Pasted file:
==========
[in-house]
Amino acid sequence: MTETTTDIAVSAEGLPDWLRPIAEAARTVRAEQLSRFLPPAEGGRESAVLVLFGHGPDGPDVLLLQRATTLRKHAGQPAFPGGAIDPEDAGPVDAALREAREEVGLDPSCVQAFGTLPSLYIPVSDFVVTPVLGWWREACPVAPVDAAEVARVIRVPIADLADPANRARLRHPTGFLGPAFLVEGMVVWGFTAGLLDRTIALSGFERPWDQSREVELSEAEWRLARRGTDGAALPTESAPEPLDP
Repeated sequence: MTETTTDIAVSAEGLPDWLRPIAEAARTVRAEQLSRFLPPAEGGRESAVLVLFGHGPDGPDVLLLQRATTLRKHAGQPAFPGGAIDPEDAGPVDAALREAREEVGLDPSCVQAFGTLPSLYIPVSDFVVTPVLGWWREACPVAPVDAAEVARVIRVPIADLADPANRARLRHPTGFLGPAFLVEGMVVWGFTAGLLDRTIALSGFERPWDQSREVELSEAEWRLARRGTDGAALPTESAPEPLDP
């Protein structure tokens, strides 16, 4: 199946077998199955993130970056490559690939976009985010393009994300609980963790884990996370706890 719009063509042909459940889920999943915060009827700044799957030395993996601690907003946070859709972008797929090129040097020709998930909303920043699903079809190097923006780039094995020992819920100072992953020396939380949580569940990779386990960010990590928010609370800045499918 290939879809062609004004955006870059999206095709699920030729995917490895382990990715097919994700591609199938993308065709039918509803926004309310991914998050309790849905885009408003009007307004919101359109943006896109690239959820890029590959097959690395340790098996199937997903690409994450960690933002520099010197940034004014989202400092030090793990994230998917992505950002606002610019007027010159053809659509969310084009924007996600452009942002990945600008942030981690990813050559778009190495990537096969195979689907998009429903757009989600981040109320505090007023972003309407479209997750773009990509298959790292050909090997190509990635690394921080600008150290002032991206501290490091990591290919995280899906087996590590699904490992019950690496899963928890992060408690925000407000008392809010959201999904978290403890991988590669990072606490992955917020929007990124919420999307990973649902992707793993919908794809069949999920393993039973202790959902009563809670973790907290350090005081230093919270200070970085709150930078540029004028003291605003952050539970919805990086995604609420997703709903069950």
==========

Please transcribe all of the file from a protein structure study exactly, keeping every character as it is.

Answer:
[in-house]
Amino acid sequence: MTETTTDIAVSAEGLPDWLRPIAEAARTVRAEQLSRFLPPAEGGRESAVLVLFGHGPDGPDVLLLQRATTLRKHAGQPAFPGGAIDPEDAGPVDAALREAREEVGLDPSCVQAFGTLPSLYIPVSDFVVTPVLGWWREACPVAPVDAAEVARVIRVPIADLADPANRARLRHPTGFLGPAFLVEGMVVWGFTAGLLDRTIALSGFERPWDQSREVELSEAEWRLARRGTDGAALPTESAPEPLDP
Repeated sequence: MTETTTDIAVSAEGLPDWLRPIAEAARTVRAEQLSRFLPPAEGGRESAVLVLFGHGPDGPDVLLLQRATTLRKHAGQPAFPGGAIDPEDAGPVDAALREAREEVGLDPSCVQAFGTLPSLYIPVSDFVVTPVLGWWREACPVAPVDAAEVARVIRVPIADLADPANRARLRHPTGFLGPAFLVEGMVVWGFTAGLLDRTIALSGFERPWDQSREVELSEAEWRLARRGTDGAALPTESAPEPLDP
């Protein structure tokens, strides 16, 4: 199946077998199955993130970056490559690939976009985010393009994300609980963790884990996370706890 719009063509042909459940889920999943915060009827700044799957030395993996601690907003946070859709972008797929090129040097020709998930909303920043699903079809190097923006780039094995020992819920100072992953020396939380949580569940990779386990960010990590928010609370800045499918 290939879809062609004004955006870059999206095709699920030729995917490895382990990715097919994700591609199938993308065709039918509803926004309310991914998050309790849905885009408003009007307004919101359109943006896109690239959820890029590959097959690395340790098996199937997903690409994450960690933002520099010197940034004014989202400092030090793990994230998917992505950002606002610019007027010159053809659509969310084009924007996600452009942002990945600008942030981690990813050559778009190495990537096969195979689907998009429903757009989600981040109320505090007023972003309407479209997750773009990509298959790292050909090997190509990635690394921080600008150290002032991206501290490091990591290919995280899906087996590590699904490992019950690496899963928890992060408690925000407000008392809010959201999904978290403890991988590669990072606490992955917020929007990124919420999307990973649902992707793993919908794809069949999920393993039973202790959902009563809670973790907290350090005081230093919270200070970085709150930078540029004028003291605003952050539970919805990086995604609420997703709903069950």